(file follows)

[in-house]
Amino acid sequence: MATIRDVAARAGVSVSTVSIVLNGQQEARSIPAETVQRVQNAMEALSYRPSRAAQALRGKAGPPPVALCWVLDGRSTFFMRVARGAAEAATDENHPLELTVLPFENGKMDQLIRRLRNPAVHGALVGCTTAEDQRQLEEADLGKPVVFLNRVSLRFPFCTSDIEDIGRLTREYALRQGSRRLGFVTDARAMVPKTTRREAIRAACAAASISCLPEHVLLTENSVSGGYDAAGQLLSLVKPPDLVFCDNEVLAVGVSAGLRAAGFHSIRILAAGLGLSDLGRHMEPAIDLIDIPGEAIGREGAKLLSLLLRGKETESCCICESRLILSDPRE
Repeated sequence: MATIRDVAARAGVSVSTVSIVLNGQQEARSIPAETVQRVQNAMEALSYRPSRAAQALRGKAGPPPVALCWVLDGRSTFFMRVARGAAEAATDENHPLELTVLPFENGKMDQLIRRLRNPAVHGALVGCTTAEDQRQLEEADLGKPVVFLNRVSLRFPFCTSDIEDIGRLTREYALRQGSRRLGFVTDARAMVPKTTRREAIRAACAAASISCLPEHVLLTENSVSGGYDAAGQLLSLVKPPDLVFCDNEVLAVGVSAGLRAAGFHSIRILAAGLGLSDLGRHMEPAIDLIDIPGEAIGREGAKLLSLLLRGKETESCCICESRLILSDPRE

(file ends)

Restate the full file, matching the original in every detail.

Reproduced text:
[in-house]
Amino acid sequence: MATIRDVAARAGVSVSTVSIVLNGQQEARSIPAETVQRVQNAMEALSYRPSRAAQALRGKAGPPPVALCWVLDGRSTFFMRVARGAAEAATDENHPLELTVLPFENGKMDQLIRRLRNPAVHGALVGCTTAEDQRQLEEADLGKPVVFLNRVSLRFPFCTSDIEDIGRLTREYALRQGSRRLGFVTDARAMVPKTTRREAIRAACAAASISCLPEHVLLTENSVSGGYDAAGQLLSLVKPPDLVFCDNEVLAVGVSAGLRAAGFHSIRILAAGLGLSDLGRHMEPAIDLIDIPGEAIGREGAKLLSLLLRGKETESCCICESRLILSDPRE
Repeated sequence: MATIRDVAARAGVSVSTVSIVLNGQQEARSIPAETVQRVQNAMEALSYRPSRAAQALRGKAGPPPVALCWVLDGRSTFFMRVARGAAEAATDENHPLELTVLPFENGKMDQLIRRLRNPAVHGALVGCTTAEDQRQLEEADLGKPVVFLNRVSLRFPFCTSDIEDIGRLTREYALRQGSRRLGFVTDARAMVPKTTRREAIRAACAAASISCLPEHVLLTENSVSGGYDAAGQLLSLVKPPDLVFCDNEVLAVGVSAGLRAAGFHSIRILAAGLGLSDLGRHMEPAIDLIDIPGEAIGREGAKLLSLLLRGKETESCCICESRLILSDPRE